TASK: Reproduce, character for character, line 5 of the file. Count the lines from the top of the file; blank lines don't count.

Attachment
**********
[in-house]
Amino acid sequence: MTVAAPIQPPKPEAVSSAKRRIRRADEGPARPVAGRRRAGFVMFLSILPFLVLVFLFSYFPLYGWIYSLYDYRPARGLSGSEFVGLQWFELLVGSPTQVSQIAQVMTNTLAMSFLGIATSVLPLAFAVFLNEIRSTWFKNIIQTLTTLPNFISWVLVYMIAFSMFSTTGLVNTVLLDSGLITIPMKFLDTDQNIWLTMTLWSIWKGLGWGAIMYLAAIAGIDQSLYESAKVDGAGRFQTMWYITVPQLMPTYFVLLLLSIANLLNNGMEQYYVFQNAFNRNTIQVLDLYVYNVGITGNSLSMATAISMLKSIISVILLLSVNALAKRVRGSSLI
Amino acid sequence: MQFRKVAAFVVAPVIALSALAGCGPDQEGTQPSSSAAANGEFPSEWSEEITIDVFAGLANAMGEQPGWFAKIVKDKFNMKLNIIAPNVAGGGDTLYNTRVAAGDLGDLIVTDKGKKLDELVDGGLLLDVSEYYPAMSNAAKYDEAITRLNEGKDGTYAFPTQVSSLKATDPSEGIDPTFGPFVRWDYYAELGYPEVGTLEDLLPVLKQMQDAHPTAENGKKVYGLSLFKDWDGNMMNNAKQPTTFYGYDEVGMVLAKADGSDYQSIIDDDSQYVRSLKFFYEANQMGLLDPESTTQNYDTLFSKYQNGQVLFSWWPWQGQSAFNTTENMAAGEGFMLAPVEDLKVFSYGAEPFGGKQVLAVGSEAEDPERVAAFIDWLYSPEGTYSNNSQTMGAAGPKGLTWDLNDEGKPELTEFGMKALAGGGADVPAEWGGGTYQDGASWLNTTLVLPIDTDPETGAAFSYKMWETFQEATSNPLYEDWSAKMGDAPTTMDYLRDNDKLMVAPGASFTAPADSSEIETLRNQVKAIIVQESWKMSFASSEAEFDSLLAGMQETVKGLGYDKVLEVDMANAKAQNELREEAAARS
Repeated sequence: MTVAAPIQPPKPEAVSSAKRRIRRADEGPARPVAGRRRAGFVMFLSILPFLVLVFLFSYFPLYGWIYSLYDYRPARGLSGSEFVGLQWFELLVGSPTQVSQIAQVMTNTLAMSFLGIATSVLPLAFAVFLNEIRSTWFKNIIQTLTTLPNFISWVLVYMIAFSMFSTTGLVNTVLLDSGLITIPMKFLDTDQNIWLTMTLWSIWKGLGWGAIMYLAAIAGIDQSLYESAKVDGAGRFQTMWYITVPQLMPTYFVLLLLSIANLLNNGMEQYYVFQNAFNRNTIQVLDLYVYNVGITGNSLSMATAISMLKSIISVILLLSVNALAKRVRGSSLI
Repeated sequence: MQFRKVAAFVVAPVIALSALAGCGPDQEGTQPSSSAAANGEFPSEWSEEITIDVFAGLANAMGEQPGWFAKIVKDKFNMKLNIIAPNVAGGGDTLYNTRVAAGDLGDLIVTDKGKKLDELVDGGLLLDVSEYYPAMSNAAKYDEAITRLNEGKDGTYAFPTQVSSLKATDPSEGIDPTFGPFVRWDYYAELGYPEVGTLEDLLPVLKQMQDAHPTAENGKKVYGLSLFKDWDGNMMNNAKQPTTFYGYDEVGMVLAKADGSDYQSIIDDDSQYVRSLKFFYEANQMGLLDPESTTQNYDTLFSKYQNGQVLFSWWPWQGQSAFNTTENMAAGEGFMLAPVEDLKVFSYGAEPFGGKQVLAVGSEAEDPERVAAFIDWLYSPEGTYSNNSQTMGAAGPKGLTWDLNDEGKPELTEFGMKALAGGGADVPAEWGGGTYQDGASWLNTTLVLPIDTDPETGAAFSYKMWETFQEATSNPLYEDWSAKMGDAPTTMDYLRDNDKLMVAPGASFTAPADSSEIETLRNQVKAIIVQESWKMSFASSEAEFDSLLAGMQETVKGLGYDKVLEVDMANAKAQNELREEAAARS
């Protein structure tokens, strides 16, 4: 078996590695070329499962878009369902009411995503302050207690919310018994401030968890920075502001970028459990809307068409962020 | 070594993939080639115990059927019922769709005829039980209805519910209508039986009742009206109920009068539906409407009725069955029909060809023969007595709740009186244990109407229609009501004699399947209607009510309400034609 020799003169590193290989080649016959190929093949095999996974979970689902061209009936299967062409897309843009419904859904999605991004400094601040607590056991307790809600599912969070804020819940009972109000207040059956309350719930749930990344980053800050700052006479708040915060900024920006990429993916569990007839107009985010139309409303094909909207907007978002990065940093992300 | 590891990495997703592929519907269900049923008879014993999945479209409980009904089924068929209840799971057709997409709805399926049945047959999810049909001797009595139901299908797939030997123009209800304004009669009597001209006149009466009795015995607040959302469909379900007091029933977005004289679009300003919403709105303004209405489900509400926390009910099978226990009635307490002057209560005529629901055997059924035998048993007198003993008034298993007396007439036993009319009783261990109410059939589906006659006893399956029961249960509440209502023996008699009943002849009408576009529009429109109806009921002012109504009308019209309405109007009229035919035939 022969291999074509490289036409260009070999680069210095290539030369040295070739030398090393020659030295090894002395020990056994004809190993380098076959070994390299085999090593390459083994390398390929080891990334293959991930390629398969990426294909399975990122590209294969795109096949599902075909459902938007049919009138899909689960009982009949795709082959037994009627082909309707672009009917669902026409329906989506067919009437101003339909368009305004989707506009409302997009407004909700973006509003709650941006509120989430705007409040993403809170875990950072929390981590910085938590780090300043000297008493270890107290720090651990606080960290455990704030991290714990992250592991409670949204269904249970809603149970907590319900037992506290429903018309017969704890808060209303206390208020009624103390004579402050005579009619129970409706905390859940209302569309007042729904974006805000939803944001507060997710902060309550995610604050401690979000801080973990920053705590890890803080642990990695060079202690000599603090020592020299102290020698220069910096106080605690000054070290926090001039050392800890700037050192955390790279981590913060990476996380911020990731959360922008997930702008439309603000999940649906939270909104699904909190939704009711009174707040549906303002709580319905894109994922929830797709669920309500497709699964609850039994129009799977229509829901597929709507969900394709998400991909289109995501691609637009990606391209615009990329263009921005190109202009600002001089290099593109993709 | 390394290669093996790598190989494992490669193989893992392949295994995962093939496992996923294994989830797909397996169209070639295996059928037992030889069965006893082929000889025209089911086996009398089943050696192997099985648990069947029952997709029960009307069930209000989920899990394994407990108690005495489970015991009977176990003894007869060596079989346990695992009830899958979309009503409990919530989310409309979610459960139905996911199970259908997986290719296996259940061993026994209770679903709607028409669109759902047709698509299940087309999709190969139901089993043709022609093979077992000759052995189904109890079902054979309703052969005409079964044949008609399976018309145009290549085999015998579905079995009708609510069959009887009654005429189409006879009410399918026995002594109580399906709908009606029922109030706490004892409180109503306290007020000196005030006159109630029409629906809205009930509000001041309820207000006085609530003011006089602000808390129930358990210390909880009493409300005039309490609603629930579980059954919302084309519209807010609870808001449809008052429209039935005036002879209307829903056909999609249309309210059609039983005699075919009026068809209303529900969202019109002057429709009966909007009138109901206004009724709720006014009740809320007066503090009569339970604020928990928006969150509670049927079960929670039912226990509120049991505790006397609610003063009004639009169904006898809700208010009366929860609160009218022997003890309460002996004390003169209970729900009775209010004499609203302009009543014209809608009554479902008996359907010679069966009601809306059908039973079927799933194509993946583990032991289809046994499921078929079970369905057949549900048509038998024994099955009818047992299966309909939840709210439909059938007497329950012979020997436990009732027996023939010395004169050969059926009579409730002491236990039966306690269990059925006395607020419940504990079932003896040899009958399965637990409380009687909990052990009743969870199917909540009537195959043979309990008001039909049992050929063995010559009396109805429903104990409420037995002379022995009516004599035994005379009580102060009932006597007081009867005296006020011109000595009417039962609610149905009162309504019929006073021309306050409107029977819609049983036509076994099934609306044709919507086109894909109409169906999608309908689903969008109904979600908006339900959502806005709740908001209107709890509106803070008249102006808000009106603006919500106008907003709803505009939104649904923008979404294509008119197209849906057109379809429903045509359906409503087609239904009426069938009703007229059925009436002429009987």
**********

Repeated sequence: MQFRKVAAFVVAPVIALSALAGCGPDQEGTQPSSSAAANGEFPSEWSEEITIDVFAGLANAMGEQPGWFAKIVKDKFNMKLNIIAPNVAGGGDTLYNTRVAAGDLGDLIVTDKGKKLDELVDGGLLLDVSEYYPAMSNAAKYDEAITRLNEGKDGTYAFPTQVSSLKATDPSEGIDPTFGPFVRWDYYAELGYPEVGTLEDLLPVLKQMQDAHPTAENGKKVYGLSLFKDWDGNMMNNAKQPTTFYGYDEVGMVLAKADGSDYQSIIDDDSQYVRSLKFFYEANQMGLLDPESTTQNYDTLFSKYQNGQVLFSWWPWQGQSAFNTTENMAAGEGFMLAPVEDLKVFSYGAEPFGGKQVLAVGSEAEDPERVAAFIDWLYSPEGTYSNNSQTMGAAGPKGLTWDLNDEGKPELTEFGMKALAGGGADVPAEWGGGTYQDGASWLNTTLVLPIDTDPETGAAFSYKMWETFQEATSNPLYEDWSAKMGDAPTTMDYLRDNDKLMVAPGASFTAPADSSEIETLRNQVKAIIVQESWKMSFASSEAEFDSLLAGMQETVKGLGYDKVLEVDMANAKAQNELREEAAARS